Home Youth activism Ilyasah Shabazz talks about “The Awakening of Malcolm X”

Ilyasah Shabazz talks about “The Awakening of Malcolm X”


By Stacy M. Brown
NNPA Newswire Senior National Correspondent

Ilyasah Shabazz, the third daughter of Malcolm X and Dr Betty Shabazz, acknowledged that she was inspired by the current generation of activists who have helped advance the Black Lives Matter movement globally.
She said her famous deceased parents predicted that young people these days would recognize that those in power have abused their authority.
“They must [uncover] the truth, and they’re ready to do the job it takes to make it happen, ”Shabazz told the National Newspaper Publishers Association in an exclusive interview at the Marriott Marquis in New York City.
A model herself, Shabazz has taken up the torch from her beloved activist parents and advocated for the empowerment of youth, women and girls.
She has dedicated her life to helping others “find inner strength and purpose,” said Shabazz, 59.
An adjunct professor at the John Jay College of Criminal Justice in New York City, Shabazz has written five award-winning books on his life and that of his parents.
The latest, The Awakening of Malcolm X, is described by editors as “a powerful narrative of the activist’s teenage years in prison.”
“I had the opportunity to work with Tiffany T. Jackson, an award-winning novelist, and it allowed me to focus on the criminal justice system and humanity,” Shabazz said.
“I found out that my dad was the star debater at an experimental rehabilitation center who had inherited a huge number of books,” she continued.
“Malcolm has read just about every one of these books, and he read the dictionary so that he could understand the roots of the words to allow him to be at his best in any way necessary.”
Shabazz denounced US spending billions of dollars on mass incarceration instead of using the money to deal with soaring tuition fees and after-school programs.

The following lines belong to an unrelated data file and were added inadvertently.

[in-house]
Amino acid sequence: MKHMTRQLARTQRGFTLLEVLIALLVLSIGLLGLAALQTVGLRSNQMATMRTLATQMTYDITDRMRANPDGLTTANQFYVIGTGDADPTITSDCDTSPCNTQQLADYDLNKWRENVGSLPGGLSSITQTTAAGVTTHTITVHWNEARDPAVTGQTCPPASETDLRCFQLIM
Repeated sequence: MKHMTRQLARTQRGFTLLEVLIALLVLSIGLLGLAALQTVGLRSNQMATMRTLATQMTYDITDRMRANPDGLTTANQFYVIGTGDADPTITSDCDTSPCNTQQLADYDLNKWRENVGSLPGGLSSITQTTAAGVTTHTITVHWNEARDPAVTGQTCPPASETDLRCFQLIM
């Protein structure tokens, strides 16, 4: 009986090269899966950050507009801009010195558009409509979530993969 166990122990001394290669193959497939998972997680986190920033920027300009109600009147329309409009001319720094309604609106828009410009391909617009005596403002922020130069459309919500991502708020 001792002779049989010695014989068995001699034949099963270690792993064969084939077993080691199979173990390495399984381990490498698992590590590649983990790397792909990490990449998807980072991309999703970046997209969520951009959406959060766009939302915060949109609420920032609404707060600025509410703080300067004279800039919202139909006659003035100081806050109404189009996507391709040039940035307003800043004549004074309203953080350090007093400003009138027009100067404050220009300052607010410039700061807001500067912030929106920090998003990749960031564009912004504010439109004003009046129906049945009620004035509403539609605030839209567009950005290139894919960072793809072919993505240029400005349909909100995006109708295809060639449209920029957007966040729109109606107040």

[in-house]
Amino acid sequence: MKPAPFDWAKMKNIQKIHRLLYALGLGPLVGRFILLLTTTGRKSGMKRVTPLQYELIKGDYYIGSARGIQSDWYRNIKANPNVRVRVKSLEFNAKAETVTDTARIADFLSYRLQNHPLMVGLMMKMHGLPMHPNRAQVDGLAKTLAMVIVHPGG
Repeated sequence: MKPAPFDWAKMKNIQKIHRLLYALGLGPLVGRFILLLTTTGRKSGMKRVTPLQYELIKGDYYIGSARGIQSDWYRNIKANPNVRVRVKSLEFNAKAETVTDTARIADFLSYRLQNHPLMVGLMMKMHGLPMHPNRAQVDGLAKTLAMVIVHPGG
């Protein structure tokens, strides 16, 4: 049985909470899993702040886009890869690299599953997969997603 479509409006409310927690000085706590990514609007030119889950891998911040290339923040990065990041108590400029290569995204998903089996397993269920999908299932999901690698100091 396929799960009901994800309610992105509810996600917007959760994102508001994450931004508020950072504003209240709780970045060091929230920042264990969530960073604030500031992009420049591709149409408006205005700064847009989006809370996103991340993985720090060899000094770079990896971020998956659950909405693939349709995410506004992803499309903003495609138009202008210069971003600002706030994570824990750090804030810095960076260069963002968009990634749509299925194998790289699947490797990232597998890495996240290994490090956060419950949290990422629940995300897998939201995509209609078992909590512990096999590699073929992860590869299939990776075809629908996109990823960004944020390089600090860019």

Dr Betty Shabazz and Malcolm X / Pintrest

She noted that much of her activism and the basis of her beliefs are discussed in each of her books, “Growing Up X”, “Malcolm Little: The Boy Who Grew Up to Become Malcolm X”, “X: A Novel “and” Before Betty X. “
“I remember when I wrote ‘Growing up X’ my mother had just passed away, and I remember attending a public meeting with her where everyone stood up to talk and greeted her.” , Shabazz recalls.
“I admired my mother because she wasn’t there to say something good and leave. Instead, she was there to make a difference. At that point, however, I also remember thinking about what we would do someday if we lost her. “
Betty Shabazz died in 1997, just over 32 years after Malcolm X’s assassination.
“I wanted to finish some of the work my mother was doing,” Shabazz insisted.
“I didn’t think I could, but I wanted to, so I decided to write a book, and that’s when my editor found out that my life as Malcolm and Betty’s daughter was not what one would have expected.
“People were misinformed and there were so many false images and information about my father. My father was joy, dignity and truth. Sadly, the images portrayed by some were absolutely contradicting all of this, so whenever people met my sisters and I, they were rejected. “
Shabazz, who has implemented several cultural and community outreach initiatives, revealed that she and her sisters have enjoyed a great relationship with the families of civil rights icons, Dr Martin Luther King Jr. and Medgar Evers.
“We are fortunate to have and have had relationships with Aunt Coretta (Scott-King) and Aunt Myrlie (Evers),” Shabazz said.
“I am also grateful to have [King’s daughter] like my sister.
Shabazz echoed his father when discussing racism in America.
“If we all believe in the oneness of God, we certainly believe in the oneness of man, the oneness of women and the oneness of mankind,” Shabazz said.
“My father provided the greatest criticism of America and insisted that America keep its promise of freedom and justice for all. Malcolm insisted on the truth.
“I am optimistic for this generation, and my dad recognized that this generation of young people would be willing to roll up their sleeves and do the necessary work, and we are seeing that.
“After the murder of George Floyd, young people organized these mass movements in all 50 states and in 18 countries abroad where people from all walks of life proclaimed that black lives matter. I think everyone has understood that.

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